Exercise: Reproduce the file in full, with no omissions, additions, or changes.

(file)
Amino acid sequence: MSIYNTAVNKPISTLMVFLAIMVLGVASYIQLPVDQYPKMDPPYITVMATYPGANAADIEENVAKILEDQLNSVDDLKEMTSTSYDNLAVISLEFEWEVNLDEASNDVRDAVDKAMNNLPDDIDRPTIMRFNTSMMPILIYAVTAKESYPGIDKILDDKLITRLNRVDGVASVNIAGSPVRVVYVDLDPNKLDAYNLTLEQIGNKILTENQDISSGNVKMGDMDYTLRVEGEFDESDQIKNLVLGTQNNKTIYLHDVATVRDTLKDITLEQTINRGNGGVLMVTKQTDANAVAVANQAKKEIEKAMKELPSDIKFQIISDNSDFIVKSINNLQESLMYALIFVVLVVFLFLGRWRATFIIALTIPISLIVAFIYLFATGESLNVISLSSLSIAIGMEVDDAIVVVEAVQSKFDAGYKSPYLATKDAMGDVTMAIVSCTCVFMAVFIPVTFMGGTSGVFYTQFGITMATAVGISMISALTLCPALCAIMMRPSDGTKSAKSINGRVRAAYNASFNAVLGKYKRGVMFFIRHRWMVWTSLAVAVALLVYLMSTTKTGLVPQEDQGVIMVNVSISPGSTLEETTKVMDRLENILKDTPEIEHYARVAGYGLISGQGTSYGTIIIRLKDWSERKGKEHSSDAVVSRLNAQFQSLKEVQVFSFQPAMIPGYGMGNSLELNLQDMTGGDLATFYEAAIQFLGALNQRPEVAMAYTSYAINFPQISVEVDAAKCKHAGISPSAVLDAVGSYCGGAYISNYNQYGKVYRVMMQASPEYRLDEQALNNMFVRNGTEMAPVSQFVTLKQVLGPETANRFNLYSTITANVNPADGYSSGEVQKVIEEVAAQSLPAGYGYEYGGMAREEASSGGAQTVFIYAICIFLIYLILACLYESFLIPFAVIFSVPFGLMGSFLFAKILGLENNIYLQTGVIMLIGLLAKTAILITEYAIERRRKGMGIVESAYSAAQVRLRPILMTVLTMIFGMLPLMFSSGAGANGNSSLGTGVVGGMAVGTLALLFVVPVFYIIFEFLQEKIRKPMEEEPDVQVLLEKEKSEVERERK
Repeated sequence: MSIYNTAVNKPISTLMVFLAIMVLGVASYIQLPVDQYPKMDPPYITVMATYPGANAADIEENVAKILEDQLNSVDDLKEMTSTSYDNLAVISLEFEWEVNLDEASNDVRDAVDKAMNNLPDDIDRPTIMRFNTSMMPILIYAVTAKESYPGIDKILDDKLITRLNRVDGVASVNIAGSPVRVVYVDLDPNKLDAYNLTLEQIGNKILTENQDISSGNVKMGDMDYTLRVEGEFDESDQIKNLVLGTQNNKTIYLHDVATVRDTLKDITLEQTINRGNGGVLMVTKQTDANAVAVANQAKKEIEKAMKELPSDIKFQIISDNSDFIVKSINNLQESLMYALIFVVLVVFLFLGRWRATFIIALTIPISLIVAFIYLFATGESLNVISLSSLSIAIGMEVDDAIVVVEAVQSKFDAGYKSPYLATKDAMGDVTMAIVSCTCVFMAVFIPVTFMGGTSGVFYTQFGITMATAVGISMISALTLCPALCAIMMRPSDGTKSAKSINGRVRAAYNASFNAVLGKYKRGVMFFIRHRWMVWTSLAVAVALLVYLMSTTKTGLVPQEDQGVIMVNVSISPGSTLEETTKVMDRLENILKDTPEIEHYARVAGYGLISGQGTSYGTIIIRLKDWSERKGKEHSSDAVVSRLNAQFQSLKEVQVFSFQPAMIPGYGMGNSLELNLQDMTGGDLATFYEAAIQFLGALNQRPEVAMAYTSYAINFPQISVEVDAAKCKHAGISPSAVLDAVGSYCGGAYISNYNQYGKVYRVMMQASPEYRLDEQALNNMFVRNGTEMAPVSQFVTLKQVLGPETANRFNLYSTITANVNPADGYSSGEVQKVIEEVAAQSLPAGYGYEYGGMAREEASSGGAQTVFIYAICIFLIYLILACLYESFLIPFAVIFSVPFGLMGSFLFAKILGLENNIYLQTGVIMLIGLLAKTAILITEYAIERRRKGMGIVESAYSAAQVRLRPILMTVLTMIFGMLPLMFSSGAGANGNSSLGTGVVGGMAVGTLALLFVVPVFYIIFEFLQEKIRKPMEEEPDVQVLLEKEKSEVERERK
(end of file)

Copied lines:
Amino acid sequence: MSIYNTAVNKPISTLMVFLAIMVLGVASYIQLPVDQYPKMDPPYITVMATYPGANAADIEENVAKILEDQLNSVDDLKEMTSTSYDNLAVISLEFEWEVNLDEASNDVRDAVDKAMNNLPDDIDRPTIMRFNTSMMPILIYAVTAKESYPGIDKILDDKLITRLNRVDGVASVNIAGSPVRVVYVDLDPNKLDAYNLTLEQIGNKILTENQDISSGNVKMGDMDYTLRVEGEFDESDQIKNLVLGTQNNKTIYLHDVATVRDTLKDITLEQTINRGNGGVLMVTKQTDANAVAVANQAKKEIEKAMKELPSDIKFQIISDNSDFIVKSINNLQESLMYALIFVVLVVFLFLGRWRATFIIALTIPISLIVAFIYLFATGESLNVISLSSLSIAIGMEVDDAIVVVEAVQSKFDAGYKSPYLATKDAMGDVTMAIVSCTCVFMAVFIPVTFMGGTSGVFYTQFGITMATAVGISMISALTLCPALCAIMMRPSDGTKSAKSINGRVRAAYNASFNAVLGKYKRGVMFFIRHRWMVWTSLAVAVALLVYLMSTTKTGLVPQEDQGVIMVNVSISPGSTLEETTKVMDRLENILKDTPEIEHYARVAGYGLISGQGTSYGTIIIRLKDWSERKGKEHSSDAVVSRLNAQFQSLKEVQVFSFQPAMIPGYGMGNSLELNLQDMTGGDLATFYEAAIQFLGALNQRPEVAMAYTSYAINFPQISVEVDAAKCKHAGISPSAVLDAVGSYCGGAYISNYNQYGKVYRVMMQASPEYRLDEQALNNMFVRNGTEMAPVSQFVTLKQVLGPETANRFNLYSTITANVNPADGYSSGEVQKVIEEVAAQSLPAGYGYEYGGMAREEASSGGAQTVFIYAICIFLIYLILACLYESFLIPFAVIFSVPFGLMGSFLFAKILGLENNIYLQTGVIMLIGLLAKTAILITEYAIERRRKGMGIVESAYSAAQVRLRPILMTVLTMIFGMLPLMFSSGAGANGNSSLGTGVVGGMAVGTLALLFVVPVFYIIFEFLQEKIRKPMEEEPDVQVLLEKEKSEVERERK
Repeated sequence: MSIYNTAVNKPISTLMVFLAIMVLGVASYIQLPVDQYPKMDPPYITVMATYPGANAADIEENVAKILEDQLNSVDDLKEMTSTSYDNLAVISLEFEWEVNLDEASNDVRDAVDKAMNNLPDDIDRPTIMRFNTSMMPILIYAVTAKESYPGIDKILDDKLITRLNRVDGVASVNIAGSPVRVVYVDLDPNKLDAYNLTLEQIGNKILTENQDISSGNVKMGDMDYTLRVEGEFDESDQIKNLVLGTQNNKTIYLHDVATVRDTLKDITLEQTINRGNGGVLMVTKQTDANAVAVANQAKKEIEKAMKELPSDIKFQIISDNSDFIVKSINNLQESLMYALIFVVLVVFLFLGRWRATFIIALTIPISLIVAFIYLFATGESLNVISLSSLSIAIGMEVDDAIVVVEAVQSKFDAGYKSPYLATKDAMGDVTMAIVSCTCVFMAVFIPVTFMGGTSGVFYTQFGITMATAVGISMISALTLCPALCAIMMRPSDGTKSAKSINGRVRAAYNASFNAVLGKYKRGVMFFIRHRWMVWTSLAVAVALLVYLMSTTKTGLVPQEDQGVIMVNVSISPGSTLEETTKVMDRLENILKDTPEIEHYARVAGYGLISGQGTSYGTIIIRLKDWSERKGKEHSSDAVVSRLNAQFQSLKEVQVFSFQPAMIPGYGMGNSLELNLQDMTGGDLATFYEAAIQFLGALNQRPEVAMAYTSYAINFPQISVEVDAAKCKHAGISPSAVLDAVGSYCGGAYISNYNQYGKVYRVMMQASPEYRLDEQALNNMFVRNGTEMAPVSQFVTLKQVLGPETANRFNLYSTITANVNPADGYSSGEVQKVIEEVAAQSLPAGYGYEYGGMAREEASSGGAQTVFIYAICIFLIYLILACLYESFLIPFAVIFSVPFGLMGSFLFAKILGLENNIYLQTGVIMLIGLLAKTAILITEYAIERRRKGMGIVESAYSAAQVRLRPILMTVLTMIFGMLPLMFSSGAGANGNSSLGTGVVGGMAVGTLALLFVVPVFYIIFEFLQEKIRKPMEEEPDVQVLLEKEKSEVERERK